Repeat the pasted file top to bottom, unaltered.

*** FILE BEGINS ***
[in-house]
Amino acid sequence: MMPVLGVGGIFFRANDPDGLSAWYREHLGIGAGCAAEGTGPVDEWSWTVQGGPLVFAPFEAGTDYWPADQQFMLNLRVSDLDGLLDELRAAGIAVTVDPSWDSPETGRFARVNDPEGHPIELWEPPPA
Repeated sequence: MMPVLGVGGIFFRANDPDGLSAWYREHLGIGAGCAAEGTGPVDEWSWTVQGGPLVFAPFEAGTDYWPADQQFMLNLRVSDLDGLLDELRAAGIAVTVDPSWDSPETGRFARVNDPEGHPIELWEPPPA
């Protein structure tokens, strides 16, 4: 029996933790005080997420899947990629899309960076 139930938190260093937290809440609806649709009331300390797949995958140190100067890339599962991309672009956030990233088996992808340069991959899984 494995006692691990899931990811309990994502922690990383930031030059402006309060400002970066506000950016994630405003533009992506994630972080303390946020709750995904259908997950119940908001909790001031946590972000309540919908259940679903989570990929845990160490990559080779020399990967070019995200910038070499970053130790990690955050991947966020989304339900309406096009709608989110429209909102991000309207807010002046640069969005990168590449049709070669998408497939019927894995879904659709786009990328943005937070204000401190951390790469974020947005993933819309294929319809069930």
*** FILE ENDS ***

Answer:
[in-house]
Amino acid sequence: MMPVLGVGGIFFRANDPDGLSAWYREHLGIGAGCAAEGTGPVDEWSWTVQGGPLVFAPFEAGTDYWPADQQFMLNLRVSDLDGLLDELRAAGIAVTVDPSWDSPETGRFARVNDPEGHPIELWEPPPA
Repeated sequence: MMPVLGVGGIFFRANDPDGLSAWYREHLGIGAGCAAEGTGPVDEWSWTVQGGPLVFAPFEAGTDYWPADQQFMLNLRVSDLDGLLDELRAAGIAVTVDPSWDSPETGRFARVNDPEGHPIELWEPPPA
């Protein structure tokens, strides 16, 4: 029996933790005080997420899947990629899309960076 139930938190260093937290809440609806649709009331300390797949995958140190100067890339599962991309672009956030990233088996992808340069991959899984 494995006692691990899931990811309990994502922690990383930031030059402006309060400002970066506000950016994630405003533009992506994630972080303390946020709750995904259908997950119940908001909790001031946590972000309540919908259940679903989570990929845990160490990559080779020399990967070019995200910038070499970053130790990690955050991947966020989304339900309406096009709608989110429209909102991000309207807010002046640069969005990168590449049709070669998408497939019927894995879904659709786009990328943005937070204000401190951390790469974020947005993933819309294929319809069930």